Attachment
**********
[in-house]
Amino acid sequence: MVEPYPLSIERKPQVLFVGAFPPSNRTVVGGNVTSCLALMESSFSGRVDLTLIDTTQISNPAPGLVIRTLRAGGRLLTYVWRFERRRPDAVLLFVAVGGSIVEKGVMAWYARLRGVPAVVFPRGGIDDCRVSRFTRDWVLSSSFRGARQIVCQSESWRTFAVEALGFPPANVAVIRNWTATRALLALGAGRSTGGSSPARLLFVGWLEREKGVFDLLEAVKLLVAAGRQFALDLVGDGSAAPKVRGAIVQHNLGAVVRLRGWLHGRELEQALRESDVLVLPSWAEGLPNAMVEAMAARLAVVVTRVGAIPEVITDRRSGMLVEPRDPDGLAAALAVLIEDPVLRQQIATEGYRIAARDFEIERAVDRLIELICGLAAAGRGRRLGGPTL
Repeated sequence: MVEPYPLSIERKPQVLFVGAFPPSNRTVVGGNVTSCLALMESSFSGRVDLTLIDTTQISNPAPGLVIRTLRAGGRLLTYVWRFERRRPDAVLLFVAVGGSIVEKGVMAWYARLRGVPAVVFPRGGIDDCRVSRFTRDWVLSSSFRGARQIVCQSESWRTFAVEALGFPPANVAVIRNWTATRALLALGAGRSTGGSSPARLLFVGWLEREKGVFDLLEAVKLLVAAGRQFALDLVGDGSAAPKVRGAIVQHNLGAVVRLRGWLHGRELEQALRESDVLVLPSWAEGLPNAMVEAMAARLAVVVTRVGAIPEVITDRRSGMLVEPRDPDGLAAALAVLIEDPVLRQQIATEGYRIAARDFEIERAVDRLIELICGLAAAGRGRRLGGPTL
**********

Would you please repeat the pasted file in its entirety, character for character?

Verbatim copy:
[in-house]
Amino acid sequence: MVEPYPLSIERKPQVLFVGAFPPSNRTVVGGNVTSCLALMESSFSGRVDLTLIDTTQISNPAPGLVIRTLRAGGRLLTYVWRFERRRPDAVLLFVAVGGSIVEKGVMAWYARLRGVPAVVFPRGGIDDCRVSRFTRDWVLSSSFRGARQIVCQSESWRTFAVEALGFPPANVAVIRNWTATRALLALGAGRSTGGSSPARLLFVGWLEREKGVFDLLEAVKLLVAAGRQFALDLVGDGSAAPKVRGAIVQHNLGAVVRLRGWLHGRELEQALRESDVLVLPSWAEGLPNAMVEAMAARLAVVVTRVGAIPEVITDRRSGMLVEPRDPDGLAAALAVLIEDPVLRQQIATEGYRIAARDFEIERAVDRLIELICGLAAAGRGRRLGGPTL
Repeated sequence: MVEPYPLSIERKPQVLFVGAFPPSNRTVVGGNVTSCLALMESSFSGRVDLTLIDTTQISNPAPGLVIRTLRAGGRLLTYVWRFERRRPDAVLLFVAVGGSIVEKGVMAWYARLRGVPAVVFPRGGIDDCRVSRFTRDWVLSSSFRGARQIVCQSESWRTFAVEALGFPPANVAVIRNWTATRALLALGAGRSTGGSSPARLLFVGWLEREKGVFDLLEAVKLLVAAGRQFALDLVGDGSAAPKVRGAIVQHNLGAVVRLRGWLHGRELEQALRESDVLVLPSWAEGLPNAMVEAMAARLAVVVTRVGAIPEVITDRRSGMLVEPRDPDGLAAALAVLIEDPVLRQQIATEGYRIAARDFEIERAVDRLIELICGLAAAGRGRRLGGPTL